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Genotyping and antibiotic susceptibility of Campylobacter species isolated from raw milk samples in Qazvin, Iran | BMC Research Notes

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Collection of samples

In July 2021, a total of 84 random samples of unpasteurized cow’s milk were purchased from retail markets located in three areas of Qazvin Province, Iran [10]. All samples were collected under strict sanitary conditions, and placed in an insulated icebox at 4 °C until delivery to the laboratory of food microbiology at Qazvin University of Medical Science for further analysis.

Isolation of Campylobacter spp.

Twenty-five milliliters of each milk sample was centrifuged at 20,000 × g for 35 min at 8 °C. After discarding the supernatant, the pellet was mixed with 45 mL of Bolton broth containing Campylobacter-selective supplement (HiMedia, India) and 5% defibrinated sheep blood (Baharafshan, Iran), and then incubated for 48 h at 42 °C under microaerophilic conditions (10% CO2, 85% N2 and 5% O2) using a Gas Pack C (Merck, Germany). Following incubation, a 30 µL aliquot of enriched cultures was streaked onto mCCDA (QUELAB,Canada) with antibiotic Campylobacter-selective supplement (Oxoid, UK) and incubated as previously mentioned. The suspected Campylobacter colonies were subjected to examination of morphology, oxidase, and catalase activity [11, 12]. Subsequently, these colonies were preserved in BHI broth with glycerol, and kept at − 80 °C for further investigation.

Identification of Campylobacter spp.

A boiling procedure was employed for the extraction of DNA from isolates. A multiplex PCR technique targeting the 16 S rRNA gene was employed for molecular identification. Specifically, the primer pair 0301 (F, CTT AAA GCN ATG ATA GTR GAY AAR) and 0304 (R, ACA GGR ATT CCR CGY TTT GTY TC), was used to target all Campylobacter species, and the isolates were differentiated as C.jejuni and C.coli using specific IpxA genes [13]. The PCR mixture reaction (20 µL) consisted of 10 µL Master Mix (Ampliqon, Denmark), 2 µL of each primer, 5 µL DNA template, and 1 µL deionized water. The PCR proceeded as follows: initial denaturation at 95 °C for 5 min, followed by 45 cycles of denaturation at 95 °C for 40 s, annealing at 55 °C for 40 s, and extension at 72 °C for 1 min. The final extension phase lasted 7 min at 72 °C. Subsequently, the PCR products underwent electrophoresis on a 1.5% w/v agarose gel in 0/5× TBE buffer with DNA-safe stain (CinnaGen, Iran), running at 110 V for 75 min. The results were photographed using a gel documentation system (NovinPars Co., Iran) [14]. C. jejuni ATCC 33,291 and C. coli ATCC 43,478 were used as control strains.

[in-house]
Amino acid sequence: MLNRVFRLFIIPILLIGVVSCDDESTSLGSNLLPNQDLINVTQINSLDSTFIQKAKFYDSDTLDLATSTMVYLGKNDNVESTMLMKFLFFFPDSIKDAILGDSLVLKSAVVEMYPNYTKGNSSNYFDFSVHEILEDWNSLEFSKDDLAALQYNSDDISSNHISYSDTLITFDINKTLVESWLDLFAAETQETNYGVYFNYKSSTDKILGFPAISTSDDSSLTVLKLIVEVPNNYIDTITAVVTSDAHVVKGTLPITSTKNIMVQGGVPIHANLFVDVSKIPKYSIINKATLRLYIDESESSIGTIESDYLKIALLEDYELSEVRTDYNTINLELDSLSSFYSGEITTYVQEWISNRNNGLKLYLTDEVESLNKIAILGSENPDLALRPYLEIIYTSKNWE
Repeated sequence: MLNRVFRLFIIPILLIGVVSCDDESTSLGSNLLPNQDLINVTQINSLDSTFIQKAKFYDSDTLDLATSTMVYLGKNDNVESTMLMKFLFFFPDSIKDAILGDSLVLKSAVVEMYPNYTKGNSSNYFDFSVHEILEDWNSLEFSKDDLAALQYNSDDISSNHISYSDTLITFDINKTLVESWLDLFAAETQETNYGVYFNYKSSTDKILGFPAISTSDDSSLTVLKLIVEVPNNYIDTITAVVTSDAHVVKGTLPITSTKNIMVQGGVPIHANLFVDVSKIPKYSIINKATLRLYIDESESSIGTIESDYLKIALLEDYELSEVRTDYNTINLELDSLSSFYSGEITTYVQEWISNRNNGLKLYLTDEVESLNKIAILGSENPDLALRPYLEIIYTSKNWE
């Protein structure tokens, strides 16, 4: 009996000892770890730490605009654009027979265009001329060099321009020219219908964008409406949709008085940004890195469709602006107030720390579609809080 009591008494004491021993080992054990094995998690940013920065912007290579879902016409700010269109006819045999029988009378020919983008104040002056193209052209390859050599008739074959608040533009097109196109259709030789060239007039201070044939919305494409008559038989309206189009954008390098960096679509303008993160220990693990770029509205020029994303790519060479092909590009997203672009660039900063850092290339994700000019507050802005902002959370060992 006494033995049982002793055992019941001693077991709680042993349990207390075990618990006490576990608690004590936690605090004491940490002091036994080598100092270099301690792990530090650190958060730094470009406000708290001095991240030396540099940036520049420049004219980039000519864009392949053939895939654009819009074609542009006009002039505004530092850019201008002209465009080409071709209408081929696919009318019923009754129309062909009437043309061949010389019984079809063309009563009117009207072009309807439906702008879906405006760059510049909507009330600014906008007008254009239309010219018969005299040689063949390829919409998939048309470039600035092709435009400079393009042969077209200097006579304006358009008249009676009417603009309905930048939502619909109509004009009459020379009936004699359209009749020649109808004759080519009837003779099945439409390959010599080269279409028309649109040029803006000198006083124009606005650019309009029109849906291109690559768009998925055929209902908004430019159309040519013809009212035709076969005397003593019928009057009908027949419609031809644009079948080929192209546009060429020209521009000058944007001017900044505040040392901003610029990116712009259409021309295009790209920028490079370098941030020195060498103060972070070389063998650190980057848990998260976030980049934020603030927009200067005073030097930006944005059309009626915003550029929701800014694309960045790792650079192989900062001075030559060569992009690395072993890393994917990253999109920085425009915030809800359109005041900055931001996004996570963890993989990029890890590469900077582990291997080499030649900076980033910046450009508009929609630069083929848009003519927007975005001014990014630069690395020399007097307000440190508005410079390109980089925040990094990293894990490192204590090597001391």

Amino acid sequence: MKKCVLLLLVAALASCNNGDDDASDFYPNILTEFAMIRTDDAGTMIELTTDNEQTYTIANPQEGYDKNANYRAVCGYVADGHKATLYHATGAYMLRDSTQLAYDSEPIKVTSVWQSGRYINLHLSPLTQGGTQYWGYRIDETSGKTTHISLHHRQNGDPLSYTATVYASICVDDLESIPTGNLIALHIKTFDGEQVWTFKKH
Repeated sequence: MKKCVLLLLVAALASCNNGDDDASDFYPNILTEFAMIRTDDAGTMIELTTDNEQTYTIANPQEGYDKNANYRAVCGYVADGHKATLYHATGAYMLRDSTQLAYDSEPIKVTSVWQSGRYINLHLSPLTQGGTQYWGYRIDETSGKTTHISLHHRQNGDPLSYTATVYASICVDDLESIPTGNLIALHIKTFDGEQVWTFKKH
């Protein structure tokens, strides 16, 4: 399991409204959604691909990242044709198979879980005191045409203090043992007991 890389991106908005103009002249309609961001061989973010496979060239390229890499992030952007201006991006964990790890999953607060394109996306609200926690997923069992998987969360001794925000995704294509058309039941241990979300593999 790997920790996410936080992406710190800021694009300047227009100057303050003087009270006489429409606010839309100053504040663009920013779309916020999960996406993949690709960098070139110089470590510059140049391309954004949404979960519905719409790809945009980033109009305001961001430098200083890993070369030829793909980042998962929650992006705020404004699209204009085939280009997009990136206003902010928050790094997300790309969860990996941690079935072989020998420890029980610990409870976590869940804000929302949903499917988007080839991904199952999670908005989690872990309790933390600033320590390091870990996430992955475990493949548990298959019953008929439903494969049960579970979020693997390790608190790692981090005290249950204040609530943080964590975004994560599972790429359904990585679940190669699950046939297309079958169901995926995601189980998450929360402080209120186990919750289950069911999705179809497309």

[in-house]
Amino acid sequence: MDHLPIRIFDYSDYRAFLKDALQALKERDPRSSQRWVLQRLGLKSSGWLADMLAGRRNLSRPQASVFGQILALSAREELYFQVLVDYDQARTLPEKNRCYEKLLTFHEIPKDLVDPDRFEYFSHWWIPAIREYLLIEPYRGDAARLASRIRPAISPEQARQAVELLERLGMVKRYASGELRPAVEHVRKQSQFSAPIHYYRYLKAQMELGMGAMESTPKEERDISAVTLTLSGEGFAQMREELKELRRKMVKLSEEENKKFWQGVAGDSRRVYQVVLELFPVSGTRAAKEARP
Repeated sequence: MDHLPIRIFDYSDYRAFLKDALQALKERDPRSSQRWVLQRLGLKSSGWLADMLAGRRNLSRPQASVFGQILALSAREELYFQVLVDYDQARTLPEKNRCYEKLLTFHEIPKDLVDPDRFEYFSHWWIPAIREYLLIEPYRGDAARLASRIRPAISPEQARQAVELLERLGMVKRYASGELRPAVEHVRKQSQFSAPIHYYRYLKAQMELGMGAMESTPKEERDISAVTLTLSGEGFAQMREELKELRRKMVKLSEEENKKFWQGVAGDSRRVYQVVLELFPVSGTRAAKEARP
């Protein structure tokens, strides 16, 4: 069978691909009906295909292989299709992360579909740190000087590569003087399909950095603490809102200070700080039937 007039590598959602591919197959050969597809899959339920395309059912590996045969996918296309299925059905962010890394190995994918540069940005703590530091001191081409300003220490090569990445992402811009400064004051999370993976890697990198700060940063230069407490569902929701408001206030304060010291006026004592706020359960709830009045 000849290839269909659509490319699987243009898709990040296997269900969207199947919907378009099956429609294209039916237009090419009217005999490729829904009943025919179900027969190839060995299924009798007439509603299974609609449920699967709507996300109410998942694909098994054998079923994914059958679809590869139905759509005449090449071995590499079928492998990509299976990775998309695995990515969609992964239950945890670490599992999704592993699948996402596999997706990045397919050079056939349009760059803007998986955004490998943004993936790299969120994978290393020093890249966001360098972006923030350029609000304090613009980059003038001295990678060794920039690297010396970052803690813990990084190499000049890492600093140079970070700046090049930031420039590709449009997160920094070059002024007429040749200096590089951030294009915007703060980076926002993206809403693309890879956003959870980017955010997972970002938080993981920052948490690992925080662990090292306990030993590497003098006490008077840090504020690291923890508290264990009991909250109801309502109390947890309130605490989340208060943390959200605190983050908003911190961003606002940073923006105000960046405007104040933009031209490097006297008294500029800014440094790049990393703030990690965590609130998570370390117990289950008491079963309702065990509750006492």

Genotyping by RAPD-PCR

In the RAPD genotyping analysis of Campylobacter isolates, a primer with the sequence 5′-CGCGTGCCAG-3′ was employed. A 25 µl reaction volume was prepared, consisting of 2 µl of DNA template (50 ng/µl), 12.5 µl of PCR master mix, 1 µl of primer (0.2 M/µl), and deionized sterile water was used for RAPD amplification. The thermal cycling program proceeded as follows: 95 °C for 5 min, 1 min at 36 °C, 4 min at 72 °C, and then 35 cycles of 95 °C for 1 min, 36 °C for 1 min, with a final extension at 72 °C for 4 min. Amplified RAPD-PCR products were electrophoresed on a 1.5% w/v agarose gel containing 0.5X TBE buffer with staining, running at 100 V for 1 h. The gels were visualized using a Gel Doc system. All analyses of UPGMA dendrograms were performed using PyElph and NTsys software [15].

Antibiotic susceptibility testing

In this study, eight antibiotic disks (Padtan teb) were used, including tetracycline (30 g), erythromycin (15 g), doxycycline (30 g), azithromycin (15 g), nalidixic acid (30 g), chloramphenicol (30 g), ceftriaxone (30 g), and amoxicillin/clavulanic acid (30 g) [16]. The disc diffusion technique was conducted using the Kirby-Bauer method on Mueller-Hinton agar, following CLSI guidelines [17]. CLSI Enterobacteriaceae breakpoints were used to interpret resistance.

Statistical analysis

We employed the Chi-squared test and Fisher’s exact test to assess significant differences (P value ≤ 0.05) among the incidence rates. We conducted these analyses using SPSS version 22.0.1 (SPSS, Chicago, IL, USA).

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